Human beings are complicated decision-makers. They use their brains to seek and weigh information and consider options, but they also follow their hearts and go with their guts. Social scientists use terms like embodiment and subjectivity to recognize this complexity. We bring these and related conceptual tools to the study of pathways. Our researchers are sensitive to how people’s prior experiences, stores of cultural knowledge, and identities — as women or men, Black, white, Asian, or Latino, “kids” or “grownups” for examples — influence how they make sense of opportunities at school and work. Many pathways researchers attend to the importance and nuances of motivation in shaping how people confront education and work opportunities. Following rich strands of work in social psychology and feminist theory, they also recognize that emotions are a big part of how people make sense of choices, situations, organizations and one another.

As a research community, we work to complicate simple models of consideration and choice grounded in instrumental logic with more nuanced understandings how people navigate school and work as embodied persons.


undergraduate cohort study

How do students’ aspirations and choices evolve over the course of their undergraduate careers?

We are following eighty students pursuing their undergraduate careers at a private research university with a comprehensive curriculum. We interview participants each term to learn about their academic predilections and choices. The goal is to understand how students’ identities and adult aspirations co-evolve with their academic experiences.

sequences, forecasts, and navigation
identity, motivation, and emotion

STEM pathways

How do students' STEM pathways emerge?

This project investigates how students move through science, technology, engineering, and mathematics (STEM) majors and careers.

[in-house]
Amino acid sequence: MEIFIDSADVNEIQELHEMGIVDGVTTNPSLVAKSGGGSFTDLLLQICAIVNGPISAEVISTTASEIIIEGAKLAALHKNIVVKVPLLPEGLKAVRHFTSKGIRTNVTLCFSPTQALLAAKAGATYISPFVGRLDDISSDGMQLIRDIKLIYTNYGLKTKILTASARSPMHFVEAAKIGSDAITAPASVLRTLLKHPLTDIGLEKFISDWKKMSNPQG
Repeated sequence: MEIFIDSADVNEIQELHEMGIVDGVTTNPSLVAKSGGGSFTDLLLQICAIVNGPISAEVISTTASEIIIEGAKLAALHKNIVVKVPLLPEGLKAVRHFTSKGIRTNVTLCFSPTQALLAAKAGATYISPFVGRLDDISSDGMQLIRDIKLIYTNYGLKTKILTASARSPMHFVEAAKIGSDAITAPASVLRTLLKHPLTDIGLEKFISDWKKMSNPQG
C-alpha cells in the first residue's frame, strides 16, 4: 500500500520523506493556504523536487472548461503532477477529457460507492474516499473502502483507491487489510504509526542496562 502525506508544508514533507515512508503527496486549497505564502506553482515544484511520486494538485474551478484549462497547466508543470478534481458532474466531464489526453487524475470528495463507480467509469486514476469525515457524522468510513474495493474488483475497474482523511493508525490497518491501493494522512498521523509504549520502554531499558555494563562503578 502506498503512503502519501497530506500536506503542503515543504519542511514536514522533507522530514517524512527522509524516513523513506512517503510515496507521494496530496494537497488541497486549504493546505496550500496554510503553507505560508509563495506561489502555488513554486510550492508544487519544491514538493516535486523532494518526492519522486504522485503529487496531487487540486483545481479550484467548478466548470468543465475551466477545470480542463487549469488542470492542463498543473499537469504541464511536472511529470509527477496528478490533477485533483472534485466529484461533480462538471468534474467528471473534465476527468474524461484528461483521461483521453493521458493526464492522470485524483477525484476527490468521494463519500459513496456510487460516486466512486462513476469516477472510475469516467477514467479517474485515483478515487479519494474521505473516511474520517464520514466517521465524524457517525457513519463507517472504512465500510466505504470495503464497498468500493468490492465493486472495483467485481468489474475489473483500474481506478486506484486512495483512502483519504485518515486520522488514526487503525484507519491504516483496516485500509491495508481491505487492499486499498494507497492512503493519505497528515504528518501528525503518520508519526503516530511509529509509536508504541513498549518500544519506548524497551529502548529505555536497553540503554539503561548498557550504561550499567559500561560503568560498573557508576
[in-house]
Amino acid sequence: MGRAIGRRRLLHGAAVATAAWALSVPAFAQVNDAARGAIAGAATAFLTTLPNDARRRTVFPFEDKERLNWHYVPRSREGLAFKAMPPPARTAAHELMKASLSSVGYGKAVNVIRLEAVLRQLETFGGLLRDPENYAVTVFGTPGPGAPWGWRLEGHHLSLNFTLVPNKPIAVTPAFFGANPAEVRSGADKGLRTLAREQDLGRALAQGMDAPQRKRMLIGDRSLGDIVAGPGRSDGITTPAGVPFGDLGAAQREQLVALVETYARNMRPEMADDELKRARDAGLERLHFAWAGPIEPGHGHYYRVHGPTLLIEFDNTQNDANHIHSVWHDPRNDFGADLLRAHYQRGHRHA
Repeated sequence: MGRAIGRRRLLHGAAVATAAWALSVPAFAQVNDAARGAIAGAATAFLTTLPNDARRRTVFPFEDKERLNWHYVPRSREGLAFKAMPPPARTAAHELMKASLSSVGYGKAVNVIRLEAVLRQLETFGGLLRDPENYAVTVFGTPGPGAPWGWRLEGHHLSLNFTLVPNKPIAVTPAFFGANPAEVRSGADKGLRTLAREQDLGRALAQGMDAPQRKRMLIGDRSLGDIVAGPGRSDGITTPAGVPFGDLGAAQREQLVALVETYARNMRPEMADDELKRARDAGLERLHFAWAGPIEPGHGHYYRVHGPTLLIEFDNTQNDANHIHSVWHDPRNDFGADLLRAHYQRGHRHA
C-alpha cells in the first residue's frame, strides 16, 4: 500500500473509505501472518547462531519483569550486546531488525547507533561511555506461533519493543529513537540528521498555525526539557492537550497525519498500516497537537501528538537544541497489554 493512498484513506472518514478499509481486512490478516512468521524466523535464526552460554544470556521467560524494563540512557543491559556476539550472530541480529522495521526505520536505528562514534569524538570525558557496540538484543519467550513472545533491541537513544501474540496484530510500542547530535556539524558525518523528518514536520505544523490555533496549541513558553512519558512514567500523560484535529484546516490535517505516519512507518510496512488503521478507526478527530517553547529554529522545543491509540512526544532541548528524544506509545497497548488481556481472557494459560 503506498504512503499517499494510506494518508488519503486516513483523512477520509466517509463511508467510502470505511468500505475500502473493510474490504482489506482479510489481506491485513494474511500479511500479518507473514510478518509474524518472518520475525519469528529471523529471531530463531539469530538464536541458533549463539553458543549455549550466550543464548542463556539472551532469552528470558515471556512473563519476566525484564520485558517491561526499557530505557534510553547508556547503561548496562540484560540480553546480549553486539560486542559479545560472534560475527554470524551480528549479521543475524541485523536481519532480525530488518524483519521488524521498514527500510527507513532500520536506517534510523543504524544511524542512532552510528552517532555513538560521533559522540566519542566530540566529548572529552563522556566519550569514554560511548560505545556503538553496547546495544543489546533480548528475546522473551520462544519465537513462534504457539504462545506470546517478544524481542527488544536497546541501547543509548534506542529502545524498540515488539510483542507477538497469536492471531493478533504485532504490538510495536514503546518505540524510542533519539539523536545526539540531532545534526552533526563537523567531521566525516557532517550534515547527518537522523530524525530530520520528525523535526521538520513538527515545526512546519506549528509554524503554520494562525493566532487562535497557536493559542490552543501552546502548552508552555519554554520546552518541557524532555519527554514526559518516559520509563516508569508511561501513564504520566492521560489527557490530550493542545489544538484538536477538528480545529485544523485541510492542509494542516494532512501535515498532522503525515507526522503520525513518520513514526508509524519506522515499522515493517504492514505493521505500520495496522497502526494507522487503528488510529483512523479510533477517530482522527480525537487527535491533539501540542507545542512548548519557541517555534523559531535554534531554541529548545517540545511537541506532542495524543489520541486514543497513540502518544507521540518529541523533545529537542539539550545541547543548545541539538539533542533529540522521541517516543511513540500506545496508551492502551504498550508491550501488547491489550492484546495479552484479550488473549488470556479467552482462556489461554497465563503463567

• Marissa Thompson
  • Phillip Hernandez
  • Monique Harrison
  • Shima Salehi
identity, motivation, and emotion


From bat mitzvah to the bar: Religious habitus, self-concept, and women’s educational outcomes

How religious commitment shapes educational progress across the early life course

American Sociological Review, 2022

Ilana M. Horwitz, Kaylee T. Matheny, Krystal Laryea, and Landon Schnabel

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Should I start at MATH 101? Content repetition as an academic strategy in elective curriculums

How do undergraduates make their first course decisions, and are these decisions fateful?

Sociology of Education, 2022

Monique H. Harrison, A. Philip Hernandez, and Mitchell L. Stevens

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Ambiguous credentials: How learners use and make sense of massively open online courses

What good is a MOOC?

Journal of Higher Education, 2021

Krystal Laryea, Kathy Mirzaei, Andreas Paepcke & Mitchell Stevens

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The confidence gap predicts the gender pay gap among STEM graduates

How is self-confidence related to the gender wage gap in STEM?

PNAS, 2020

Adina D. Sterling, Marissa E. Thompson, Shiya Wang, Abisola Kusimo, Shannon Gilmartin, and Sheri Sheppard

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